Police said Wednesday morning that they were questioning a "suspect" as they investigated a potentially explosive device.

Tixier said the person who was being questioned had fled the area on foot. But it turned out, the man who was on his way to a meeting saw smoke coming from the manhole and placed a water bottle on it so that firefighters could find it after he was able to report his concern.

Smoke was coming out of the manhole because the city was testing its pipe systems.

ENMU Campuses Preparing For State High Ed Funding Cuts Portales News Tribune, Associated Press

Eastern New Mexico University satellite presidents say they expect higher education funding cuts amid a state budget shortfall.

The Portales News Tribune reports that all three campus presidents told ENMU board members last week that they are already making cutbacks in anticipation of state funds decreasing.

ENMU-Ruidoso President Clayton Alred says the Ruidoso campus will likely experience a $100,000 shortfall this fiscal year due to the state budget cuts. He says faculty member retired last year, and the campus will not re-hire for that position right away as a means to combat the shortfall.

ENMU-Roswell President John Madden says the Roswell campus has deactivated some programs and has improved electronic systems in anticipation of cuts.

Los Alamos Middle, High Schools To Have Gun Safes On CampusAssociated Press

Middle and high schools in Los Alamos will soon have gun safes full of shotguns and semi-automatic weapons on campus.

The Los Alamos School Board on Thursday approved Police Chief Dino Sgambellone's request to have police-owned gun safes installed inside the schools.

Sgambellone says the safes will help officers respond more quickly in the case of an active shooter. He says often valuable time is lost when officers have to run back out to their car to retrieve the weapons they need to handle a shooter situation.

The cases will be bolted down in a secure area an only police officers will have access to the equipment.

Sgambellone says the safes are still in planning stages and there are still a number of things to do before they are placed.

Navajo Nation Honors Tribal Policeman Killed In Car Crash Associated Press

Navajo Nation President Russell Begaye has ordered all flags in Chinle to be flown at half-staff from sunrise to sunset Saturday in memory of a tribal patrol officer killed in a car crash.

The Navajo Nation Police Department says Leander Frank died Tuesday after he was dispatched to a call in the Tsaile area.

Authorities say Frank's vehicle collided head-on with another car in the middle of Navajo Route 64 between Chinle and Tsaile.

Tribal officials say Frank was the 12th Navajo Police officer killed in the line of duty since 1975.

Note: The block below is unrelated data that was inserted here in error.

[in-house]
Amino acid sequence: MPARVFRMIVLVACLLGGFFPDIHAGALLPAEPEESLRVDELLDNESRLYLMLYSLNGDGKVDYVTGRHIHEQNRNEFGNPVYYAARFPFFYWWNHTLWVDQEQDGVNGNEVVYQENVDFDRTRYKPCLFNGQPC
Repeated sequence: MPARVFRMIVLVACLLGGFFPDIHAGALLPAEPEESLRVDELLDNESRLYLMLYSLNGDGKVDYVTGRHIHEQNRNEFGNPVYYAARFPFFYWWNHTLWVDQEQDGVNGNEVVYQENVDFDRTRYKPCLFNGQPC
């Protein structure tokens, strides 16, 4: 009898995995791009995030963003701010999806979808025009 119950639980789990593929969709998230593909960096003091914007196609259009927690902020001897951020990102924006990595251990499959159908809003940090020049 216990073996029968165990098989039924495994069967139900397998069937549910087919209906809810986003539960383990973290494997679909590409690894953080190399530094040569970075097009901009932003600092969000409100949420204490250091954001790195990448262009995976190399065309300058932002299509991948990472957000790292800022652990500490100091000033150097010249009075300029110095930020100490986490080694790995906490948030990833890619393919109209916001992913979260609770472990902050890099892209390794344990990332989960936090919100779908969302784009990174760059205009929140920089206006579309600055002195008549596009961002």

They say seven Navajo Police officers were killed by gunfire, three died in automobile accidents, one died after an assault and one succumbed to a heart attack.

Cold-Case Investigation Nets Arrest In 1996 Fatal BeatingAssociated Press

Albuquerque police say a cold-case investigation has resulted in the arrest of a 38-year-old man who confessed to a brutal 1996 killing after being confronted with DNA evidence that linked him to the crime scene.

A police affidavit says Jedidiah Ramon Rose initially denied involvement in the killing of Richard Brodbeck at Brodbeck's residence, but then admitted beating the victim in the head with a vase and another blunt object.

Police interviewed and then arrested Rose at his place of employment Tuesday.

Rose remained jail Wednesday on suspicion of first-degree murder, and it's not known whether he has an attorney.

According to the police affidavit, DNA evidence linked to Rose was found at 14 locations in Brodbeck's blood-stained residence, including on an adhesive bandage.

The victim's stereo and vehicle were missing.

Judge Grants Warrant For US Tribal Shield Sent To ParisAssociated Press

A judge has granted a federal prosecutor's request to issue a warrant for the return of a tribal ceremonial shield that had been sent to Paris for auction years after it was reported stolen.

Federal authorities and tribal leaders say the shield was swiped from an Acoma Pueblo home in New Mexico in the 1970s before eventually being sent to France, where U.S. laws barring the sale of tribal ceremonial items typically hold no weight.

Court documents do not indicate where the shield has been stored or held in the months since EVE Auction House pulled it from the auction block in May on the day it was set to go before bidders.

The judge's decision Wednesday comes a month after the U.S. attorney's office filed a motion requesting the warrant.

New Mexico Behavioral Health Institute Gets New Leader Las Vegas Optic, Associated Press

The only state-owned and operated psychiatric hospital in New Mexico has a new leader.

The Las Vegas Optic reports that Frances Tweed recently was named the executive director of the New Mexico Behavioral Health Institute.

Tweed will oversee the 352-bed hospital plagued by high turnover of lower-paid workers. It is known for its adult psychiatric services on six units

The hospital also has a nursing home, a center for treating males between 12 and 18 years old who face charges for sexually harmful behavior. It has a forensic division for felony criminal offenders, including murderers and rapists.

Tweed replaces Troy Jones, who left in April for an administrator's position at a South Dakota hospital.

Some Civil Rights Sites At Risk Of Being Lost To History By Russell Contreras, Associated Press

A once-thriving, all-black settlement in the New Mexico desert is a ghost town, rarely appearing on tourist maps. In Houston, Texas, tour buses pass but never stop at a building where Latino activists planned key civil rights events.

The two are among key sties in the nation's civil rights struggle that have been overlooked, neglected and absent from tourist guides.

Advocates say it's time that more states and local communities work to draw attention to the sites before they are lost forever to memory and time.

A few advocates with limited funds are now working to register some of the locations as historic landmarks. They point to efforts in Alabama where the state preserves more than 70 sites linked to the Civil Rights movement as a roadmap.